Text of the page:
Potsdam village rethinking parking restrictions near Five Guys as congestion ebbs
By CRAIG FREILICH
North Country Now
POTSDAM -- The village is rethinking its plan to ease traffic snarls by restricting parking near the new Five Guys restaurant on Market Street.
The initial enthusiasm for the new restaurant resulted in a jammed parking lot, heavy use of parking spaces along Elderkin Street, where the restaurant’s driveway is, and traffic lanes blocked by delivery trucks on the street.But since the September opening, the parking and traffic problems have eased now that the excitement over the new eatery has eased somewhat, and concern over restricting parking on both sides of Elderkin have risen, forcing the board to reconsider that plan.
The Board of Trustees held a hearing Monday on proposed changes to local law that would have prohibited parking on both sides of narrow Elderkin Street in an attempt to relieve residents there of some of the traffic congestion.
No one spoke at the hearing, but it might be just as well, since a consensus of trustees has apparently found that the changes to parking are not necessary, and some of the Elderkin residents who complained are now inclined to agree.
Within two weeks of the restaurant’s opening, Tim and Kim Damon, operators of Bright Beginnings Day Care, 5 Elderkin St., spoke at a village board meeting to complain about the danger the traffic was posing to the children they care for and inconvenience to everyone on the street. However, they have recently told officials the problem has for the most part abated.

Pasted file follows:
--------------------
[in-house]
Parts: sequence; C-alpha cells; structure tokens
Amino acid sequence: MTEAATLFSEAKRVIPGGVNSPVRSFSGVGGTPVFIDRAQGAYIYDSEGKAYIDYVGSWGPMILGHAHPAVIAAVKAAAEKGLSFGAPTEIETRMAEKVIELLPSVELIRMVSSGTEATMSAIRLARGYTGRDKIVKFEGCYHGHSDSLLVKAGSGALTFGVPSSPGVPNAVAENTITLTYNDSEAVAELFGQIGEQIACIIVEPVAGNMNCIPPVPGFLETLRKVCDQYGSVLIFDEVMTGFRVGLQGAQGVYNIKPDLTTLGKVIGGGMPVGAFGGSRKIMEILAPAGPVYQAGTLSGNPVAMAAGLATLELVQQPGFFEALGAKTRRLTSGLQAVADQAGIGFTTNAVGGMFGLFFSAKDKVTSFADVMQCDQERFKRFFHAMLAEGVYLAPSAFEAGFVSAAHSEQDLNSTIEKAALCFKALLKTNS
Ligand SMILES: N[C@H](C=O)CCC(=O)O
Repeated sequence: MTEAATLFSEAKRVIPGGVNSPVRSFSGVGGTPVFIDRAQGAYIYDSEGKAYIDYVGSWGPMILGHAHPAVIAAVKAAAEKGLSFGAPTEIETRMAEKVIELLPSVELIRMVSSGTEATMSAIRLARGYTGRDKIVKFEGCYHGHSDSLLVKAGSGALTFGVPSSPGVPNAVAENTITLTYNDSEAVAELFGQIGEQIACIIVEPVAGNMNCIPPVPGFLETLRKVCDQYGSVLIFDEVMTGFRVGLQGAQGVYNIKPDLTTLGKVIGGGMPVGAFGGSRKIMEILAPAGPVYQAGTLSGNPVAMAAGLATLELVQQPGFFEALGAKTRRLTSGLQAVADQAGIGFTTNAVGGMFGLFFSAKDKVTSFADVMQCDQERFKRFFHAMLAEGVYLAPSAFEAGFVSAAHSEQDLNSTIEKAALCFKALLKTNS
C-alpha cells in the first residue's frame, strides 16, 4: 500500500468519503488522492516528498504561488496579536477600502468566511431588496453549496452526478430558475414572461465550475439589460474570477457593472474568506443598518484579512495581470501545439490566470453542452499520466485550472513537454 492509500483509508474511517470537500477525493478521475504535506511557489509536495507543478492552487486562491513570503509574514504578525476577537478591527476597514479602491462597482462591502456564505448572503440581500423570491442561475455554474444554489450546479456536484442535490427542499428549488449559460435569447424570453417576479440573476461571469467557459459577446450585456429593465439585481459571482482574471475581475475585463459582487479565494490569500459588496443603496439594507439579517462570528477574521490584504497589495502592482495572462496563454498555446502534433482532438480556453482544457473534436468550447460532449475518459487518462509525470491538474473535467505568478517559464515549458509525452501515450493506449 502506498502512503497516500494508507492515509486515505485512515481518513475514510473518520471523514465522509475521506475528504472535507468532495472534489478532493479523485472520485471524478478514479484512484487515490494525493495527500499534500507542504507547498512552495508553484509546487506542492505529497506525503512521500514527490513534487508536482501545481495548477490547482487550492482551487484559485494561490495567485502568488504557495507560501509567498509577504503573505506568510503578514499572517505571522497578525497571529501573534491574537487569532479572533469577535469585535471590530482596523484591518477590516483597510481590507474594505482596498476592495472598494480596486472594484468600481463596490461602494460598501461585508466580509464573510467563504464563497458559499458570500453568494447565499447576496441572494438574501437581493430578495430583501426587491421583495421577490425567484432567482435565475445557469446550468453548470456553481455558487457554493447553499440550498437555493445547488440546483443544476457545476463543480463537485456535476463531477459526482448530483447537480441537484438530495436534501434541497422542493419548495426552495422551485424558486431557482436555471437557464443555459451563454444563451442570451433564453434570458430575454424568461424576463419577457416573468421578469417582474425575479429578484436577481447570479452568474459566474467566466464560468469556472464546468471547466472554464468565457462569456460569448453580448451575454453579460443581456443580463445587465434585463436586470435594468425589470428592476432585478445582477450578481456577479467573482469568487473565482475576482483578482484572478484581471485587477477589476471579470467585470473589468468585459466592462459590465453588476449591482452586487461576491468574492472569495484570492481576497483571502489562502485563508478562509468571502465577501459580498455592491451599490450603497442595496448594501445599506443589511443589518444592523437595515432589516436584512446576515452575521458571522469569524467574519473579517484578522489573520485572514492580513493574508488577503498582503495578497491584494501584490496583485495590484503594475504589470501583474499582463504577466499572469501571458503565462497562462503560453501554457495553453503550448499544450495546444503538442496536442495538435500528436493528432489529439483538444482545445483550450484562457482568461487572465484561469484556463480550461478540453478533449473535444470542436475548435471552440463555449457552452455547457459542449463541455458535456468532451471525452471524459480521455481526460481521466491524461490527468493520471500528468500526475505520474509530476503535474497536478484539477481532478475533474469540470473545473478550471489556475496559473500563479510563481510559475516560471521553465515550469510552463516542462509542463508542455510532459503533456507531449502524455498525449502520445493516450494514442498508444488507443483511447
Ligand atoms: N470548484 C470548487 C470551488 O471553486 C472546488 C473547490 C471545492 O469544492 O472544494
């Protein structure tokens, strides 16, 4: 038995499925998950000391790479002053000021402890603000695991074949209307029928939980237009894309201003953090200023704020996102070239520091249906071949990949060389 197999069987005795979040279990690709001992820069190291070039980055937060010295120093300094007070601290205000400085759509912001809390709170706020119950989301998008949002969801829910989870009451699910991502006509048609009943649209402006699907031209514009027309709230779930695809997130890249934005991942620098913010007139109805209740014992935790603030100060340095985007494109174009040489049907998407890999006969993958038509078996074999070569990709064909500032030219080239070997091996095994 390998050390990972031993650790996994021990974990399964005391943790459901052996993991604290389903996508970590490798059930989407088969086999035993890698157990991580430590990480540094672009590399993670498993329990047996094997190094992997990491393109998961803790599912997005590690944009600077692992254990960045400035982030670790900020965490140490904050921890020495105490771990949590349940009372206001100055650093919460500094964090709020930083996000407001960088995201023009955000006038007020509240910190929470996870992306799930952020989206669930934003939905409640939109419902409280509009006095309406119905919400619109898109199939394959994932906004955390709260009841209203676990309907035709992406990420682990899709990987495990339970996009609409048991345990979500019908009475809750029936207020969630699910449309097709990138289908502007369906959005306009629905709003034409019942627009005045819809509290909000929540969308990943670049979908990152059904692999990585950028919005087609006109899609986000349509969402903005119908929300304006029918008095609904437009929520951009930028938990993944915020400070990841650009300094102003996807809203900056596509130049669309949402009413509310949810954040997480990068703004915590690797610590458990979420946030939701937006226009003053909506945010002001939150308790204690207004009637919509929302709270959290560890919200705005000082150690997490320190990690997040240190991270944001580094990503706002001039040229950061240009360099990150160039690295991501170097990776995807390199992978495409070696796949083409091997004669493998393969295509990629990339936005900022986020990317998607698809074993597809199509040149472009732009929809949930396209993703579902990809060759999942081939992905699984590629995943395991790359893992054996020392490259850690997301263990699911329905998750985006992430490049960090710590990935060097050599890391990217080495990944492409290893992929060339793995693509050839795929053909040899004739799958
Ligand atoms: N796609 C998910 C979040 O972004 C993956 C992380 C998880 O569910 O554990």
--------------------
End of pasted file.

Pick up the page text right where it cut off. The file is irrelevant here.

Trustee Steve Warr said that in the seven weeks since the Sept. 16 opening of Five Guys, the problem has “blown over.”
Trustee Maggie McKenna, who takes Elderkin Street “every day to day care,” agreed with Warr.
Trustee Abby Lee said an increased police presence in the area has also served to ease problems.
“Folks are content now,” said Village Administrator Greg Thompson at Monday’s meeting. “They’re not so much worried about parking at Five Guys. They’re worried now about where people would park when friends come over” if parking were banned on both sides of the street.
Trustee Cindy Goliber, who lives two streets over on narrow Washington Street, agreed. “I couldn’t imagine what would happen if my family came over” and there was no place to park on the street.
Mayor Ron Tischler said constituents who had “contacted me wanting restrictions are now calling me back” telling him not to ban parking on both sides of the street.
“I would like us to sit on it” and not immediately adopt the change in the law to ban parking on Elderkin, Goliber said.
Public Works Superintendent Jim Corbett concurred. He had suggested the change to parking there, but said Monday that problems have “calmed down considerably.”
It appears now that the proposal to ban parking will be put aside and a new local law will be drafted proposing to limit parking on only one side of Elderkin.